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The Dance of Death
     

The Dance of Death

by August Strindberg, Arvid Paulson (Translator), Daniel Seltzer (Introduction)
 

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The authoritative translation by Arvid Paulson reproduces the original’s variations of tone, now colloquial and almost comedic, now of tragic eloquence. An introduction by Daniel Seltzer discusses Strindberg’s dramatic methods, places the play in the context of his work, and assesses his influence on the playwrights of today. The translator’s

Overview

The authoritative translation by Arvid Paulson reproduces the original’s variations of tone, now colloquial and almost comedic, now of tragic eloquence. An introduction by Daniel Seltzer discusses Strindberg’s dramatic methods, places the play in the context of his work, and assesses his influence on the playwrights of today. The translator’s performance notes summarize The Dance of Death’s stage history.
During the past two decades, The Dance of Death, Strindberg’s long and taxing family drama, has come to be considered his masterpiece. Produced by major companies in New York and London, filmed once with Erich von Stroheim and then with Sir Laurence Olivier in the lead, adapted by Friedrich Dürrenmatt as Play Strindberg, and a direct influence on Edward Albee’s Who’s Afraid of Virginia Woolf?, The Dance of Death has established itself as one of the key works of the modern theater.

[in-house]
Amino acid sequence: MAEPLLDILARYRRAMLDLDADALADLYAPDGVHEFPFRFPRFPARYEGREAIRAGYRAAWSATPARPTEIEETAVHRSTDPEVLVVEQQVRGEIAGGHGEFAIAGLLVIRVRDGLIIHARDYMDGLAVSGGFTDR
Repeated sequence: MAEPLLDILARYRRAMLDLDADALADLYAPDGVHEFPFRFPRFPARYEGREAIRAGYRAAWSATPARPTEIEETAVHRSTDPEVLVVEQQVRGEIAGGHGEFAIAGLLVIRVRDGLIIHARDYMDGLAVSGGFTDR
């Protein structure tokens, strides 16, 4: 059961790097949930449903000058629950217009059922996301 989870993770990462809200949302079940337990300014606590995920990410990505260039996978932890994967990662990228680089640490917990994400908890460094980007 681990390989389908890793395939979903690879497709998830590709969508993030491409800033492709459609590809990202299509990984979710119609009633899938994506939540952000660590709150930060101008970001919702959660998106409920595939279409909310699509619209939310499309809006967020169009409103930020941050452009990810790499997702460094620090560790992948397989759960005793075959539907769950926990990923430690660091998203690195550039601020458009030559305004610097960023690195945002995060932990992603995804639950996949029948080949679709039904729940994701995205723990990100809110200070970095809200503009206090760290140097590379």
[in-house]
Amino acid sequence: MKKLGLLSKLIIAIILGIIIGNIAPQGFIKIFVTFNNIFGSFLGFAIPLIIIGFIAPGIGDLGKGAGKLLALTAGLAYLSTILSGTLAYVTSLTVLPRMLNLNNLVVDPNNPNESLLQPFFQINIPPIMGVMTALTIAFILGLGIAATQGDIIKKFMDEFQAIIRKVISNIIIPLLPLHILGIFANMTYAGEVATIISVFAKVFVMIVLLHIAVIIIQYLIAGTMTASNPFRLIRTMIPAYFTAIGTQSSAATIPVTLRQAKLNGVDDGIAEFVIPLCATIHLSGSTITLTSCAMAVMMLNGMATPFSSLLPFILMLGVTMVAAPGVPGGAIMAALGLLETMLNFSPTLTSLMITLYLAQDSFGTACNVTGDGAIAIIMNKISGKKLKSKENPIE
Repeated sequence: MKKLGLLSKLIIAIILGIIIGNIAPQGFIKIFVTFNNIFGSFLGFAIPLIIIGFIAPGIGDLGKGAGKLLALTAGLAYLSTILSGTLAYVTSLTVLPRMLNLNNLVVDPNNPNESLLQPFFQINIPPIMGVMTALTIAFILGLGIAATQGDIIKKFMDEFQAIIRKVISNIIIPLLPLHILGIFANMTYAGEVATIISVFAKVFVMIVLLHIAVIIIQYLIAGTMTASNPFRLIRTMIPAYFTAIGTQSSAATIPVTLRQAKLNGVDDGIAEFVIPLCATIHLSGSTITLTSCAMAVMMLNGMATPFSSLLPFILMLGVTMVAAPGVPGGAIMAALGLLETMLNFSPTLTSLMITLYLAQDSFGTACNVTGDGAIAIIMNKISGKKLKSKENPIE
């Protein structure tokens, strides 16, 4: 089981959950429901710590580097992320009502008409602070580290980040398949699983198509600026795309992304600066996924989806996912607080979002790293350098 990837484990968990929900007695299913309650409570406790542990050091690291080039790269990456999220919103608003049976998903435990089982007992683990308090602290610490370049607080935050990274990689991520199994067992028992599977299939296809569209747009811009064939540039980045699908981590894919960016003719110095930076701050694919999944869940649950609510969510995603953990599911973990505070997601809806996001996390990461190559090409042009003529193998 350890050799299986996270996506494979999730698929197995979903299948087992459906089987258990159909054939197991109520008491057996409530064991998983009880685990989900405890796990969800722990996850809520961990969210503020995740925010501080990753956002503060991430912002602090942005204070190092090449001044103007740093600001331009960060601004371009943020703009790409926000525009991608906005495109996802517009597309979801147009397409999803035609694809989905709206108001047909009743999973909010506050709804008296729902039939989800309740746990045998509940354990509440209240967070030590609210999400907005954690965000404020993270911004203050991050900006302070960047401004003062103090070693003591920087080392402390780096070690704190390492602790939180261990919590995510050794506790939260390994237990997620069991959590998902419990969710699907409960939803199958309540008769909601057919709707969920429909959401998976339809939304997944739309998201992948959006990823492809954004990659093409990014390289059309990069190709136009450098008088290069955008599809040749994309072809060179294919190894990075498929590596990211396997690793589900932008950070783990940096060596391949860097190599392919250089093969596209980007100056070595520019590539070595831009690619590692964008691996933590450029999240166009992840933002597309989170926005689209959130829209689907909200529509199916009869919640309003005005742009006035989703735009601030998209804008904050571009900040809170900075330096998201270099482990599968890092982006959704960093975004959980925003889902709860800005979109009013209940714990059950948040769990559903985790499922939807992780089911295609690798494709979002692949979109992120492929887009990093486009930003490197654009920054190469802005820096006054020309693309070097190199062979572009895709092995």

Editorial Reviews

Variety
...beneath Strindberg's portrait of marriage as a minefield is something subtler and more enduring, an elegiac meditation on the trauma of existence and the mystery of death...
NY Times
I can't think of a more profound or unsettling study in denial in my theatre-going experience.

Product Details

ISBN-13:
9780393008203
Publisher:
Norton, W. W. & Company, Inc.
Publication date:
04/17/1976
Pages:
140
Product dimensions:
5.00(w) x 8.00(h) x 1.00(d)

Meet the Author

August Strindberg (1849-1912) is best-known for his misogyny and as the author of Miss Julie (1889). His first success came as a novelist and autobiographer. His plays (and he wrote over sixty) were deeply controversial in their time and still are to some extent. They range form bold naturalism (e.g. The father, 1887) to an entralling expressionism (e.g. The Ghost Sonata, 1907).

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